We work with a lot of architects, engineers, and construction companies across the country. Over the years, we’ve noticed that they tend to prefer websites that are heavy on images but light on content.
That makes perfect sense, at least on the surface. Usually, when someone is looking for the right team to design or build something special, the visuals tell a story that written words can’t. In these instances, a picture really is worth more than a thousand words.
That doesn’t mean engineers, architects, and builders should ignore web content, though. While images of finished projects might take center stage, there are a number of ways you can (and should) use content marketing to sell their services. Why? Because images don’t describe how you approached a project, or why you approached it that way. Here are just a few of the things you should do with your website copy, blog posts, and social media updates.
Put the Philosophy of Your A/E/C Practice Front and Center
What makes your firm different? What is your creative philosophy like? Why do you do what you do? It will be a lot easier for new clients to find the right fit – and to avoid wasting your time – if these preferences are clearly expressed through your web content. Put your approach front and center so people who are thinking about working with you can understand how you’re different from other firms. If you have special qualifications, certifications, or licenses, let people know what they are and why they matter.
Let Readers Know Whom You’re For (and Whom You Aren’t)
There are probably some types of clients who make a perfect fit for your firm – and there are others who might be better served to look elsewhere. You don’t have to make these distinctions explicit, but your website should help clients determine if you offer the services they’re looking for, and if your style and approach fits with their needs.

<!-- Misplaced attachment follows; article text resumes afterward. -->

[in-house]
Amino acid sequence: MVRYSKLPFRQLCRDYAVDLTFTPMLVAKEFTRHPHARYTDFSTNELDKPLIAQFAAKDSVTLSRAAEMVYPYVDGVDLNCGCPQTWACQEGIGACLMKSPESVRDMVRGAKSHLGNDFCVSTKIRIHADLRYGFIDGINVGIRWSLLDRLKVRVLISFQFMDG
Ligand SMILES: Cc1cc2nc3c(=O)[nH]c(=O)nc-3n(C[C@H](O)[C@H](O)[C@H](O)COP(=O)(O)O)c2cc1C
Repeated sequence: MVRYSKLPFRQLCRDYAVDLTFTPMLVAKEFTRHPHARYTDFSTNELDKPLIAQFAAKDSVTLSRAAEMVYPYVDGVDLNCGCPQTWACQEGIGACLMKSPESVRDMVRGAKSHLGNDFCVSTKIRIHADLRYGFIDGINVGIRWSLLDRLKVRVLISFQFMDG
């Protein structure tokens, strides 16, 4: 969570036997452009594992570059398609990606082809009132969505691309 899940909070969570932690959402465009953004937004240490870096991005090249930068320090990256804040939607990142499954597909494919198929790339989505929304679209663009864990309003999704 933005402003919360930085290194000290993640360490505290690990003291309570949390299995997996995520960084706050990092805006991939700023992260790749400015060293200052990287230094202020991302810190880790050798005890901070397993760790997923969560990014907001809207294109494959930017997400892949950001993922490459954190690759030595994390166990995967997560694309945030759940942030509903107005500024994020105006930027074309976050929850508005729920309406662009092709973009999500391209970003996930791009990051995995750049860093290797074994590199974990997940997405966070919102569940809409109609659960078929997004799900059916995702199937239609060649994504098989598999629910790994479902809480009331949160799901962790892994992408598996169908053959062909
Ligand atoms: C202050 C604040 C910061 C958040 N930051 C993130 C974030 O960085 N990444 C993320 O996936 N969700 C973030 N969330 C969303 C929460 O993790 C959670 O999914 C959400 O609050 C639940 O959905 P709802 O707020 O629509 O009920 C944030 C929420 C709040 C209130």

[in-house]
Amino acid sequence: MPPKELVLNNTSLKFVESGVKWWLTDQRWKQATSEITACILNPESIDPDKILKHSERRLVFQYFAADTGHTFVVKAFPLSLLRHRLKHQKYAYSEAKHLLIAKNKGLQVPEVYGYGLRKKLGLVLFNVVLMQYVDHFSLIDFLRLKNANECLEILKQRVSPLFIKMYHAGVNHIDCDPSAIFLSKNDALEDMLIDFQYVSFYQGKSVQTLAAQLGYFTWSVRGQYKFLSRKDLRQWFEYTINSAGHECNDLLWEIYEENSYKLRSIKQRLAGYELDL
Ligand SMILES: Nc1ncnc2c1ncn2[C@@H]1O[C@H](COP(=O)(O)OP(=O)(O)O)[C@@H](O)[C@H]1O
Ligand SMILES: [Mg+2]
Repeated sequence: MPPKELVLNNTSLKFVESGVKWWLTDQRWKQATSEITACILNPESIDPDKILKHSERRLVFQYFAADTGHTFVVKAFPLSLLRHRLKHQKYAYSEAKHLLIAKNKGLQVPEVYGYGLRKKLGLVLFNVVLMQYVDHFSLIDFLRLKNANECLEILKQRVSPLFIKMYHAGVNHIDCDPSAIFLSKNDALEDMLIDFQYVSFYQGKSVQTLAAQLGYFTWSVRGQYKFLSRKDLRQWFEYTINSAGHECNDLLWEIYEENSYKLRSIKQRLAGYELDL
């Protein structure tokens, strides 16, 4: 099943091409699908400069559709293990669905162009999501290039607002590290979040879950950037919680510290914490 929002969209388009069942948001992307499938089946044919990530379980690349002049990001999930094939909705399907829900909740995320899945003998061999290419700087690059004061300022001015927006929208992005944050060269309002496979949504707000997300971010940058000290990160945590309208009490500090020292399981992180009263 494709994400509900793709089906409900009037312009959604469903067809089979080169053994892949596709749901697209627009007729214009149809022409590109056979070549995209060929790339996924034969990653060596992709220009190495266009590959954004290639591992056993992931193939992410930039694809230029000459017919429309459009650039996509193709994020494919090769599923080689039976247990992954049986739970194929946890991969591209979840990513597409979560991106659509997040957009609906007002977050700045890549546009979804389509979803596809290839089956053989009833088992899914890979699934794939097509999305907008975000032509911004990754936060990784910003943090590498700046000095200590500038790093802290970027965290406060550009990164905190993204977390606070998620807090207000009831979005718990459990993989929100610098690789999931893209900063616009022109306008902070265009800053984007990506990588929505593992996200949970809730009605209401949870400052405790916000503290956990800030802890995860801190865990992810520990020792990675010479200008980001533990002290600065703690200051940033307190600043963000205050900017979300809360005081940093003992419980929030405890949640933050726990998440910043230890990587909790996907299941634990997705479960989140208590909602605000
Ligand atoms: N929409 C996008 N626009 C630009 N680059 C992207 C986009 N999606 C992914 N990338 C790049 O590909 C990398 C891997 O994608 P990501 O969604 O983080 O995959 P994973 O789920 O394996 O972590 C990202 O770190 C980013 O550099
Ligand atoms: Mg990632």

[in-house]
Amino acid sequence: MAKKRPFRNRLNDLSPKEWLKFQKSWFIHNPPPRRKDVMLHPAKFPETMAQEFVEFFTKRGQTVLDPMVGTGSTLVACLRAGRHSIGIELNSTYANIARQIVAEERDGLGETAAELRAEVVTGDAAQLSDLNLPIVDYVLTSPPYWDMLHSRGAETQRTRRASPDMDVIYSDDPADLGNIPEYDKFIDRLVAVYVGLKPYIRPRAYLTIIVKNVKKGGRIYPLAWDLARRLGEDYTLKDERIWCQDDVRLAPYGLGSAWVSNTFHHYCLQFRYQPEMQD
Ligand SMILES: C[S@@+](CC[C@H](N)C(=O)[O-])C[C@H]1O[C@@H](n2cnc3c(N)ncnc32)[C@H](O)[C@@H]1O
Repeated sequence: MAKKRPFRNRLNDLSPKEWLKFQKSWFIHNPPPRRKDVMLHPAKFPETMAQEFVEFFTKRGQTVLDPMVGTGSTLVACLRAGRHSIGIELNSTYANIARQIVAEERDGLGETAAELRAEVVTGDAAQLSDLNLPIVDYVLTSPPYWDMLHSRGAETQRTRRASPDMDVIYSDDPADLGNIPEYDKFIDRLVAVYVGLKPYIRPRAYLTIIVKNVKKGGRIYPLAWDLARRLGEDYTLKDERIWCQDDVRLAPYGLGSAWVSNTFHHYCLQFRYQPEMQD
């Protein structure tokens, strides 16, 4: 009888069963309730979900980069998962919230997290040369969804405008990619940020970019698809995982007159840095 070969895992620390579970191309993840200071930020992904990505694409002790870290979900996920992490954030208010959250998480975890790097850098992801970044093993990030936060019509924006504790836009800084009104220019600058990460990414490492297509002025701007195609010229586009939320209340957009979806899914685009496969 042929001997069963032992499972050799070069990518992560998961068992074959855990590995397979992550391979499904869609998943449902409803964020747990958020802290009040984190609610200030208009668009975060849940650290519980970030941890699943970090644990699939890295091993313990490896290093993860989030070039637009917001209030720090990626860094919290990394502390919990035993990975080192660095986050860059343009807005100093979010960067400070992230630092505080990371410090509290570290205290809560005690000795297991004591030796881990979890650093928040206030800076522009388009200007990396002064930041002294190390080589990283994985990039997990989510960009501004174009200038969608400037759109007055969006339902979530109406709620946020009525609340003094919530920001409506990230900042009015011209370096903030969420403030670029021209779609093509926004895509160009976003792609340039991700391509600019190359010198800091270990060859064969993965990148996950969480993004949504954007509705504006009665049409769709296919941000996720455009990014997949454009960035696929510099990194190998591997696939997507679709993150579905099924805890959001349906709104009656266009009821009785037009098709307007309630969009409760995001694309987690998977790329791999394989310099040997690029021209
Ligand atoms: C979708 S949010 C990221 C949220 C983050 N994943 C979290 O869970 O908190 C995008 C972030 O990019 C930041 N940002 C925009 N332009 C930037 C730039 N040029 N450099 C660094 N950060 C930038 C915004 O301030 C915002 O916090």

Outline Your Working Process
Potential clients are going to want to know what happens when they turn to you for a proposal or bring you on board for their projects. Consider outlining your terms, working process, or major milestones on your website in “big picture” terms. This allows you to have more substantive project conversations early on. It also helps clients who would be a bad fit to self-eliminate (for example, if someone fundamentally disagrees with your working process).
Feature Testimonials and Case Studies
Nothing is quite as persuasive as a track record of achieving the right results. Images say a lot, but detailed case studies and specific testimonials from past clients go a lot farther. They let prospects know what it was like to deal with your firm, and how your specific strengths aided in the project’s completion. For certain A/E/C firms, quotes from project stakeholders – even if they weren’t clients – can help clients understand the value of your role in the process.
Include a Personal Touch
It’s easy to fool yourself into thinking that clients only care about budgets, proposals, and technical details. More often than not, though, they want to know a little bit about the team they’re working with. So, if you can add a slight personal touch to your content, it only helps with the strength of your online marketing. Bios of leadership and project managers can provide insight into the people behind the firm and explain why hiring your firm is the right choice.
The Right Content Helps Build a Stronger Business
We aren’t going to try to convince you that images don’t matter most when it comes to designing websites for A/E/C firms. However, good visuals aren’t enough on their own. If you really want to maximize the marketing potential of your site, then pay as much attention to what your pages say as you do the way they look.